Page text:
Ashes of the Singularity: Escalation

Seen as the holy child of DirectX12, Ashes of the Singularity (AoTS, or just Ashes) has been the first title to actively go explore as many of DirectX12s features as it possibly can. Stardock, the developer behind the Nitrous engine which powers the game, has ensured that the real-time strategy title takes advantage of multiple cores and multiple graphics cards, in as many configurations as possible.

As a real-time strategy title, Ashes is all about responsiveness during both wide open shots but also concentrated battles. With DirectX12 at the helm, the ability to implement more draw calls per second allows the engine to work with substantial unit depth and effects that other RTS titles had to rely on combined draw calls to achieve, making some combined unit structures ultimately very rigid.

Stardock clearly understand the importance of an in-game benchmark, ensuring that such a tool was available and capable from day one, especially with all the additional DX12 features used and being able to characterize how they affected the title for the developer was important. The in-game benchmark performs a four minute fixed seed battle environment with a variety of shots, and outputs a vast amount of data to analyze.

For our benchmark, we run a fixed v2.11 version of the game due to some peculiarities of the splash screen added after the merger with the standalone Escalation expansion, and have an automated tool to call the benchmark on the command line. (Prior to v2.11, the benchmark also supported 8K/16K testing, however v2.11 has odd behavior which nukes this.)

At both 1920x1080 and 4K resolutions, we run the same settings. Ashes has dropdown options for MSAA, Light Quality, Object Quality, Shading Samples, Shadow Quality, Textures, and separate options for the terrain. There are several presents, from Very Low to Extreme: we run our benchmarks at Extreme settings, and take the frame-time output for our average, percentile, and time under analysis.

For all our results, we show the average frame rate at 1080p first. Mouse over the other graphs underneath to see 99th percentile frame rates and 'Time Under' graphs, as well as results for other resolutions. All of our benchmark results can also be found in our benchmark engine, Bench.

MSI GTX 1080 Gaming 8G Performance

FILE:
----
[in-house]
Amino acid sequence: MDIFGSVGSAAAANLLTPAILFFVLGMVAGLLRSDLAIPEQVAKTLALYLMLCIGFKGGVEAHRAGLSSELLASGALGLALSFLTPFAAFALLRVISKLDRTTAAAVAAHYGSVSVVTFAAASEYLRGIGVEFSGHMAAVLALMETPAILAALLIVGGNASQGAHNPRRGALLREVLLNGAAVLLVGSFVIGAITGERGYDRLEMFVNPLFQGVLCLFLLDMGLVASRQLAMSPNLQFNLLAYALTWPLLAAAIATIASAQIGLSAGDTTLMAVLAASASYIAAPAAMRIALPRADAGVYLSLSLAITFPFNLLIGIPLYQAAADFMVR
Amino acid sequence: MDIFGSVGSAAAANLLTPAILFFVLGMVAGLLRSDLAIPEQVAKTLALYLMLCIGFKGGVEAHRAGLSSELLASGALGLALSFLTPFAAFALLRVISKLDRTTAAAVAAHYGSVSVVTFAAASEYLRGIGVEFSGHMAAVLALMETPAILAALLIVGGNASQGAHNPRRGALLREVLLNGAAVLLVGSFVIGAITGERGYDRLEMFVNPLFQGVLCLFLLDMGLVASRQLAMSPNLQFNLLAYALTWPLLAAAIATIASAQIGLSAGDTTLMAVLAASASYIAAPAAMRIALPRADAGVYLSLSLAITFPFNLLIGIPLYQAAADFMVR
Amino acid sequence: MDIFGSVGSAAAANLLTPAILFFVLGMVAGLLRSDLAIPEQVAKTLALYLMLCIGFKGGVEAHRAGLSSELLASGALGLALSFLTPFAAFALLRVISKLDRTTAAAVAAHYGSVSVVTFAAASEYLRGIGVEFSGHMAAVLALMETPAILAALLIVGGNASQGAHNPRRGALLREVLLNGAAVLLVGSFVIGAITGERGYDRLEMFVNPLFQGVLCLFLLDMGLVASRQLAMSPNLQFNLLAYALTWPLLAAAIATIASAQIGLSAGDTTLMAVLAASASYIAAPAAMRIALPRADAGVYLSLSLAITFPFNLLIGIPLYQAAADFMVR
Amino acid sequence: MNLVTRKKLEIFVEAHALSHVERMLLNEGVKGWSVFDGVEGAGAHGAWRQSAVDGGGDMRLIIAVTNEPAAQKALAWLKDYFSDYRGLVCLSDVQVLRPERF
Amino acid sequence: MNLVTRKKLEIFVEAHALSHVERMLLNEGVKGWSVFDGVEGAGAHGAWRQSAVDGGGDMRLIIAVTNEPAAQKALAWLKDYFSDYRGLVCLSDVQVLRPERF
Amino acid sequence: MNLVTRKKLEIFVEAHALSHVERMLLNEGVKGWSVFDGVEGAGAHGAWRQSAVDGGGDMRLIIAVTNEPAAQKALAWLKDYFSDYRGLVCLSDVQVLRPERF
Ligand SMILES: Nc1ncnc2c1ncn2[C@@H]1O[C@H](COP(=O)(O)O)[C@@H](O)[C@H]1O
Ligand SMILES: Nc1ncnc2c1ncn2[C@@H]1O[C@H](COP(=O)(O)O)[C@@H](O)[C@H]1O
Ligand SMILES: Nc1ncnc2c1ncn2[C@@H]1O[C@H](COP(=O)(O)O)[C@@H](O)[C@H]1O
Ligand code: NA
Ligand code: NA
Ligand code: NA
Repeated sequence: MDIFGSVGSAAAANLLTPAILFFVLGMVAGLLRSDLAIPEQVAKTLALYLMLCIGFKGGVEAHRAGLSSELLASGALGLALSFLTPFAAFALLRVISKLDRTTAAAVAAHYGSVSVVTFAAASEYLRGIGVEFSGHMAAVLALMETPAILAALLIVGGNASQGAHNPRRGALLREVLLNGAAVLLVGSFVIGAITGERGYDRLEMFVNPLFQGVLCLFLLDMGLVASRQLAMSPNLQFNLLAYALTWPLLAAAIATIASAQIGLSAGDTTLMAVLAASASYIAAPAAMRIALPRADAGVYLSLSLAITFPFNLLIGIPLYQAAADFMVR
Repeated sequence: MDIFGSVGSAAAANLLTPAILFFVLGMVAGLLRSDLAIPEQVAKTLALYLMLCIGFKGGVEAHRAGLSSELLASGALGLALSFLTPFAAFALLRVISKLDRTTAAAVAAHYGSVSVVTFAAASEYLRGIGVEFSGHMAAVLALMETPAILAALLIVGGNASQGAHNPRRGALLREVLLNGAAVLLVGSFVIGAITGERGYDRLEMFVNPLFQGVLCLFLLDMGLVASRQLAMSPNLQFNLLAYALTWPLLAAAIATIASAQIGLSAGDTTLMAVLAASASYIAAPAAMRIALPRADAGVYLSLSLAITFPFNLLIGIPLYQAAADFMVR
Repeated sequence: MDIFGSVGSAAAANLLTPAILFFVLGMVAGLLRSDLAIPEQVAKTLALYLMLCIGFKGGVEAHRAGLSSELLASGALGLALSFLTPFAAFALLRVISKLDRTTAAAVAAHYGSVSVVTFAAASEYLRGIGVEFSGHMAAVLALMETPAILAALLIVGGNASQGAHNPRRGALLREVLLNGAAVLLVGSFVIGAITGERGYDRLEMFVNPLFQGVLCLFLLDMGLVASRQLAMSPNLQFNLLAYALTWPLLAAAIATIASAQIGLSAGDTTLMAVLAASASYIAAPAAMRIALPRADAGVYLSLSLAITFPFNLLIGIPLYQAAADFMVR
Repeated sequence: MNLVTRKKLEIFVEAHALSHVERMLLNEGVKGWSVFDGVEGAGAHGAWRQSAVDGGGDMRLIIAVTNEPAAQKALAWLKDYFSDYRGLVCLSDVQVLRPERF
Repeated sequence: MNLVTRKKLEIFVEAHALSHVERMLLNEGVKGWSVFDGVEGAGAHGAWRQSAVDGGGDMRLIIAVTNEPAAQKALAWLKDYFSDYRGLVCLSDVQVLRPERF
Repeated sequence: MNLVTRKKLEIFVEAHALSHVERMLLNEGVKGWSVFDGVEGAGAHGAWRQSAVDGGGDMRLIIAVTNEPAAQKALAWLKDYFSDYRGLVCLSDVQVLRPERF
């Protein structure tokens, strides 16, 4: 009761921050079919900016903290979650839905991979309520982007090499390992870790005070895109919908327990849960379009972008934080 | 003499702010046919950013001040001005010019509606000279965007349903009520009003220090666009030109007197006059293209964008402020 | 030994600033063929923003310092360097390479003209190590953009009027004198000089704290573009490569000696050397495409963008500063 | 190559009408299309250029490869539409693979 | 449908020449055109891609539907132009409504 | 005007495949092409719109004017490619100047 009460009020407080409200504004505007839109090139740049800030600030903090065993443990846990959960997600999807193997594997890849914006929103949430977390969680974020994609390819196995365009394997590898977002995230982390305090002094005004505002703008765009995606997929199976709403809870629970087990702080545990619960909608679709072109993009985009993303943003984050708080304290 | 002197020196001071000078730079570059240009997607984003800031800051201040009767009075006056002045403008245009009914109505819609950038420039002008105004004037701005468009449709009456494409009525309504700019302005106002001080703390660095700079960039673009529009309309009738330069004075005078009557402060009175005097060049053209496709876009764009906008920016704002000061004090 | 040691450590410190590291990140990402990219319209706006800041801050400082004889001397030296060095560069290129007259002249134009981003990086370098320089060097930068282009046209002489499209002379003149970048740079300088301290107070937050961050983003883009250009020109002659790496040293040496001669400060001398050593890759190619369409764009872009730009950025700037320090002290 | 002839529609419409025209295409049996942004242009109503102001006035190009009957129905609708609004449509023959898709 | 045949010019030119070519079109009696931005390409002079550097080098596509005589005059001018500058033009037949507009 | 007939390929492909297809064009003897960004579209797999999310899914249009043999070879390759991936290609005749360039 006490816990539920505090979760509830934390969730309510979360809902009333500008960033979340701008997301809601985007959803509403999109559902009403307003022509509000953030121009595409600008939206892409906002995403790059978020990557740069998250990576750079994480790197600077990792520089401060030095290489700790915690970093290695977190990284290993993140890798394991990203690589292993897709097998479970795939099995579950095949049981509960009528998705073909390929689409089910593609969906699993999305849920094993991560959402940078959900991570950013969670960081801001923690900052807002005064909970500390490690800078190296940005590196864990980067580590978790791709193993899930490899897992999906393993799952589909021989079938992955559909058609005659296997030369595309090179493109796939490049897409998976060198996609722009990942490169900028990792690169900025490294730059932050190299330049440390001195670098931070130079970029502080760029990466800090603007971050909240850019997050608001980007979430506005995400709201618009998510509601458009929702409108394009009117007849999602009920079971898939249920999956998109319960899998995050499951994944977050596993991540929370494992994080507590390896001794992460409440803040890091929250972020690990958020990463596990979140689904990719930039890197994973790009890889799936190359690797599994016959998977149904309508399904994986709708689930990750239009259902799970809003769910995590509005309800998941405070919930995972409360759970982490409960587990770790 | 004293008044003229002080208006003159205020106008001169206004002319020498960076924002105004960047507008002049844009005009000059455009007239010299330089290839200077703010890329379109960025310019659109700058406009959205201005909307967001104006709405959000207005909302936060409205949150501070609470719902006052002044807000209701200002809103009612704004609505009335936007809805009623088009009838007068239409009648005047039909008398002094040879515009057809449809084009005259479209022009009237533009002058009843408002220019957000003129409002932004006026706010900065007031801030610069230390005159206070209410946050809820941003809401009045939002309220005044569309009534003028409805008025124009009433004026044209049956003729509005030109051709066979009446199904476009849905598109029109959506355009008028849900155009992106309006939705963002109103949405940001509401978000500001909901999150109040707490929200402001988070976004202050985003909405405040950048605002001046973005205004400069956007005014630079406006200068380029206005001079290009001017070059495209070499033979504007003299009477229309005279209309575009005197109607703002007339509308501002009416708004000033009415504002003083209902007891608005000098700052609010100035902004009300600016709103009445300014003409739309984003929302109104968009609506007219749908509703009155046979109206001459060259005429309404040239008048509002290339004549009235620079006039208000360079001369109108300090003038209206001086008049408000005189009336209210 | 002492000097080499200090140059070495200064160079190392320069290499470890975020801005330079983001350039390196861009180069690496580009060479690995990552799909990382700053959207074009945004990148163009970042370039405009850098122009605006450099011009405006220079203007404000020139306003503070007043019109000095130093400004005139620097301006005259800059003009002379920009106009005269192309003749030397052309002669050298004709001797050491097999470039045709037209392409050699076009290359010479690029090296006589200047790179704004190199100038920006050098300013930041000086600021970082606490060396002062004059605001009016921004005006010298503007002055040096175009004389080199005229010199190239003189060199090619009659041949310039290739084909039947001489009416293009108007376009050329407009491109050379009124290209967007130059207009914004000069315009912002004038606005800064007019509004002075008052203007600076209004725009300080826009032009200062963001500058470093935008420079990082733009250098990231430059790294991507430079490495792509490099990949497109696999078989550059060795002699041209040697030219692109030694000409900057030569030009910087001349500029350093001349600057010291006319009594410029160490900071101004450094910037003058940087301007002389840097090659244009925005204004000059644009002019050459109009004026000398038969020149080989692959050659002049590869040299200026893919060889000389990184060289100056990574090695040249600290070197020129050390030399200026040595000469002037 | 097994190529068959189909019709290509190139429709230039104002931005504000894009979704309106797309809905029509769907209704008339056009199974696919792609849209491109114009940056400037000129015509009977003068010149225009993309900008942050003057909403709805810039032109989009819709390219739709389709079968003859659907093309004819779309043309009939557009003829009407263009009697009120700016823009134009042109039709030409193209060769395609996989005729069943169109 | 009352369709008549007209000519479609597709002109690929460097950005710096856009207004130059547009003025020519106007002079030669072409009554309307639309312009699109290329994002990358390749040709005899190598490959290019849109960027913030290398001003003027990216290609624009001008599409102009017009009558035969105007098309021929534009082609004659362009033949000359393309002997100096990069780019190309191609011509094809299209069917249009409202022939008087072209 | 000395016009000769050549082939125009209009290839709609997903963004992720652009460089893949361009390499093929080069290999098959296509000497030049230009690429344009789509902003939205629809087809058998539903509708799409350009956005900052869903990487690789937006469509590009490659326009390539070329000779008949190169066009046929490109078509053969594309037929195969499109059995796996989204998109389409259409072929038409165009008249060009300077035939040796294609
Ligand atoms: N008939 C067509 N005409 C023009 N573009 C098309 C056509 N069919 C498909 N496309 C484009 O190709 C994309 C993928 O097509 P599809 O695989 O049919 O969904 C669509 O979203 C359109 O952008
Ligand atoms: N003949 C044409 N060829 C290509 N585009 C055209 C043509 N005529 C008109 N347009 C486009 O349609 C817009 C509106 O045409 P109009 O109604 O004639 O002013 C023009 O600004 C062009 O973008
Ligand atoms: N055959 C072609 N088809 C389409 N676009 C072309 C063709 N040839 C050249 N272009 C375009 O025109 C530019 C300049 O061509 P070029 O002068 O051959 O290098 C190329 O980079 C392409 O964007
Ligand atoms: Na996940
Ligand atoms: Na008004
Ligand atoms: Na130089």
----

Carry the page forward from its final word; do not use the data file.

ASUS GTX 1060 Strix 6GB Performance



Sapphire R9 Fury 4GB Performance



Sapphire RX 480 8GB Performance



Gaming Performance: Civilization 6 (1080p, 4K, 8K, 16K) Gaming Performance: Shadow of Mordor (1080p, 4K)


View All Comments

  • ampmam - Thursday, July 27, 2017 - link

    Great review but biased conclusion. Reply
  • tvdang7 - Thursday, July 27, 2017 - link

    No overclock? Reply
  • Oxford Guy - Thursday, July 27, 2017 - link

    No, just a RAM underclock. Reply
  • zodiacfml - Thursday, July 27, 2017 - link

    overclocking tests on the ryzen 3 1200 please. the only weakness of the chip is for non-gaming or htpc usage as it will require purchasing a discrete graphics card. otherwise, it presents good value for most things like gaming and multi-threaded applications, add overclocking, and it gets even better. Reply
  • kaesden - Thursday, July 27, 2017 - link

    one thing to not overlook with the ryzen 1300x is the platform. Its competitive with budget intel offerings and can take a drop in 8 core 16 thread upgrade with no other changes except maybe a better cooling solution, Something intel can't match. Intel has the same "strategy" at their high end with the new X299 platform, but they seem to have lost focus of the big picture. The HEDT platform is too expensive to fit this type of scenario. Anyone who's shelling out the cash for a HEDT system isn't the type of budget user who is going to go for the 7740x. they're just going to get a higher end cpu from the start if they can afford it at all, not to mention the confusion about what features work with what cpu's and what doesn't, etc...

    TLDR; AMD has a winner of a platform here that will only get better as time goes on.
  • peevee - Thursday, July 27, 2017 - link

    From the tests, looks like Razen 3 does not make much sense. Zen arch provides quite a boost from SMT in practically all applications where performance actually matters (which are all multithreaded for years now), and AMD artificially disabled this feature for that stupid Intel-like market segmentation.

    Also I am sure there are not that many CPUs where exactly 2 out of 4 cores on each CCX is broken. So in effect, in cases like one CCX has 4 good cores and another has only 2 they kill 2 good cores, kill half of L3, kill hyperthreading...

    It would be better to create a separate 1-CCX chip for the line, which would have much higher (more that twice per wafer) yield being half the size, and release 2, 3 and 4 core CPUs as Ryzen 2, 3 and 4 accordingly. With hyperthreading and everything. I am sure it does not cost "tens of millions of dollars" to create a new mask as even completely custom chips cost less, let alone that simple derivative.
  • Oxford Guy - Thursday, July 27, 2017 - link

    "It would be better to create a separate 1-CCX chip for the line"

    Or, it could be explained by this article why AMD can't release a Zen chip with 1 CCX enabled and one disabled. Instead, we just get "obviously".
  • silverblue - Friday, July 28, 2017 - link

    He did explain it. Page 1. Reply
  • Oxford Guy - Saturday, July 29, 2017 - link


    All I see is this: "Number 3 leads to a lop-sided silicon die, and obviously wasn’t chosen."

    That is not an explanation.
  • peevee - Tuesday, August 1, 2017 - link

    That is still be half the yield per wafer compared to a dedicated 1-CCX line. Twice the cost. Cost matters.
    And the 3rd chip must be 1CCX+1GPU. SMT must be on everywhere though, it is too good to artificially lower value of your product by disabling it by segmentation.

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